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From the New York Times:

New York City to Ban Discrimination Based on Hair

New guidelines out this week give legal recourse to individuals who have been harassed, punished or fired because of the style of their hair.

By Stacey Stowe, Feb. 18, 2019

Under new guidelines to be released this week by the New York City Commission on Human Rights, the targeting of people based on their hair or hairstyle, at work, school or in public spaces, will now be considered racial discrimination.

The change in law applies to anyone in New York City but is aimed at remedying the disparate treatment of black people; the guidelines specifically mention the right of New Yorkers to maintain their “natural hair, treated or untreated hairstyles such as locs, cornrows, twists, braids, Bantu knots, fades, Afros, and/or the right to keep hair in an uncut or untrimmed state.”

In practice, the guidelines give legal recourse to individuals who have been harassed, threatened, punished, demoted or fired because of the texture or style of their hair. The city commission can levy penalties up to $250,000 on defendants that are found in violation of the guidelines and there is no cap on damages. The commission can also force internal policy changes and rehirings at offending institutions.

The guidelines, obtained by The New York Times before their public release, are believed to be the first of their kind in the country. They are based on the argument that hair is inherent to one’s race (and can be closely associated with “racial, ethnic, or cultural identities”) and is therefore protected under the city’s human rights laws, which outlaw discrimination on the basis of race, gender, national origin, religion and other protected classes. …

In New York, it isn’t difficult to find black women and men who can speak

I bet …

about how their hair has affected their lives in both subtle and substantial ways, ranging from veiled comments from co-workers to ultimatums from bosses to look “more professional” or find another job. …

Georbina DaRosa, who is interning to be a social worker, had her hair in box braids as she ate lunch with a colleague at Shake Shack on East 86th Street on a recent weekend afternoon. Ms. DaRosa said her hair sometimes elicited “microaggressions” from her superiors at work.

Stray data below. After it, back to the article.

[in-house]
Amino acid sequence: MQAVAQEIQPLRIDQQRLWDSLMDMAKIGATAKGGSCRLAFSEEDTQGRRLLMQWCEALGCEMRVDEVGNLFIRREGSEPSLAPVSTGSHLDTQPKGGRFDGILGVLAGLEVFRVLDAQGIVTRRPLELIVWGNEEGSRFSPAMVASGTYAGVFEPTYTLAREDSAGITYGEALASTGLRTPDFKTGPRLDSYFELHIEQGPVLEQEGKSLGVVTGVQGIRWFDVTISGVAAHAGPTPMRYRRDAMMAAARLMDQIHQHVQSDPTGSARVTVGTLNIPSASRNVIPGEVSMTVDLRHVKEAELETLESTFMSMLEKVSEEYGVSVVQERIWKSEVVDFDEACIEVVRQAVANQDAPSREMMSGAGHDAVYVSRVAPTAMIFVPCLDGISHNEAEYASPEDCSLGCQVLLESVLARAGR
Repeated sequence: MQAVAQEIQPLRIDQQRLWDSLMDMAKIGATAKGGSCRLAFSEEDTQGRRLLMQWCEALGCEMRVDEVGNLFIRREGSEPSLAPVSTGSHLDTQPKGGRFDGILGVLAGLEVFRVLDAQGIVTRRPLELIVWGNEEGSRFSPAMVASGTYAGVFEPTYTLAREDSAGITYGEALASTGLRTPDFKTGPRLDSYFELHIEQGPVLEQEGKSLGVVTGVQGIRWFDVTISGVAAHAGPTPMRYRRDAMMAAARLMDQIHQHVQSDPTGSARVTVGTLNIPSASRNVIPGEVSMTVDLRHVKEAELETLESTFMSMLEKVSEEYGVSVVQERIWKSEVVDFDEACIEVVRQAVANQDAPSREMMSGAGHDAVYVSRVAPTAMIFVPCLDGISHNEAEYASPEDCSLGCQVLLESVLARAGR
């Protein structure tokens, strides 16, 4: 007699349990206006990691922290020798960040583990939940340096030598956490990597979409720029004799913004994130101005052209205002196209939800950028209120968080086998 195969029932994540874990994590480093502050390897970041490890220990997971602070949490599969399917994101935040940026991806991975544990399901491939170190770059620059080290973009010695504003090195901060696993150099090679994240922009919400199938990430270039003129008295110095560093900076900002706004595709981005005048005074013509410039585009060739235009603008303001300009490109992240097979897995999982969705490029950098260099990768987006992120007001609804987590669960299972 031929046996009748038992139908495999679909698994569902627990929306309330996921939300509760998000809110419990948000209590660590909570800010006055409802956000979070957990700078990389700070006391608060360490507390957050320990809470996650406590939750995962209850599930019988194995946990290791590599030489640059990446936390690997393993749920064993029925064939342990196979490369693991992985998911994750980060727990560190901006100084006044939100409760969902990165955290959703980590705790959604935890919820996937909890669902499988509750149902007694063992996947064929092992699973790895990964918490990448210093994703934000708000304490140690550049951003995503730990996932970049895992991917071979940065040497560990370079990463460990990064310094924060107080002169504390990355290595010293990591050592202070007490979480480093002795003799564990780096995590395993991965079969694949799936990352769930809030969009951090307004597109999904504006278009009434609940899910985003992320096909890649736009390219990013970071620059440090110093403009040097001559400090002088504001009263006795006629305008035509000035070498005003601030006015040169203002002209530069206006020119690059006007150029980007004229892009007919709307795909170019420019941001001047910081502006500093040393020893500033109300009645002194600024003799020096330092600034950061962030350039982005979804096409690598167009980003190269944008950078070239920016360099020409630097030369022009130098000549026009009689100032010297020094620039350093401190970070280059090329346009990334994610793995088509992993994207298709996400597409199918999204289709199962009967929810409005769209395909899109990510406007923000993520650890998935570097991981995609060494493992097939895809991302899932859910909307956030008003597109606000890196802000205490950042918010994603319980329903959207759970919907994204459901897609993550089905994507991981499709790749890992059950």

Also, somebody once asked if they could touch a black person’s hair. Under this new NYC regulation, that is a capital crime punishable by lynching.

No mention of discrimination against the bald, of course. Interestingly, there’s a racial angle to that: it’s less unfortunate for a black man to go bald (e.g., Michael Jordan) than for a white man to go bald.

 
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  1. Let’s call it “Dante’s Law.”

    • Replies: @Clifford Brown
    @Alec Leamas

    That fro, which admittedly is impressive, got de Blasio elected mayor of the most populous city in these United States.

    , @Kibernetika
    @Alec Leamas

    Ah, cool! The son of Warren Wilhelm (a.k.a., Dope of Park Slope) and the lovely, charming Chirlane McCray. God bless 'em all, lol.

    Love, as the popular song composed by Sammy Fain explains, is a many-splendo(u)red thing. Just checked my 1955 edition of the Oxford Universal Dictionary to refresh my memory... a splendo(u)rous tome, by the way.

    https://youtu.be/SCD1v5ycpmw

    Let's pray that there's never a serious #MeToo kinda movement from countries "hosting" US and NATO military bases. Who needs more nails in a post-colonial coffin.

  2. I kind of wish Medusa was real.

    • LOL: bomag
    • Replies: @Anon
    @songbird

    I suspect the fable of Medusa was invented by a Greek guy the first time he ever saw negro hair. Blacks in that era likely wore even more in the way of dreadlocks than they do nowadays.

  3. No mention of discrimination against the bald, of course.

    Baldness is probably one of the few actual targets of significant discrimination in society today.

    • Replies: @Cato
    @Anonymous


    Baldness is probably one of the few actual targets of significant discrimination in society today.
     
    Other targets: Obesity. Ugliness. Mental retardation. Being too addicted to truth to keep your mouth shut.
    , @Hail
    @Anonymous


    Baldness
     
    A tale of two early bald men:

    Stephen Miller (b. Aug 1985) is bald but by age 30 was a major presidential campaign adviser and by age 31 as in the White House as a high-placed adviser. (His influence seems to have been blunted, as defacto President Kushner doesn't see much need for him...but still.)

    Brian Stelter (b. Sept. 1985) is bald and somehow stumbled into getting his own CNN show by late 2013 (age 28). "Little" Brian Stelter's other audio-visual impairments include: Short, fat, looks like a slob, talks like a girl.

    Video footage of Brian Stelter, with commentary from M.Dice and A.Jones:
    Brian Stelter appears at 1:40:
    https://www.youtube.com/watch?v=RzMfQLazmb8

    Jones provides non-sympathetic running commentary on a Stelter broadcast:
    https://www.youtube.com/watch?v=AMxO0QQtzWg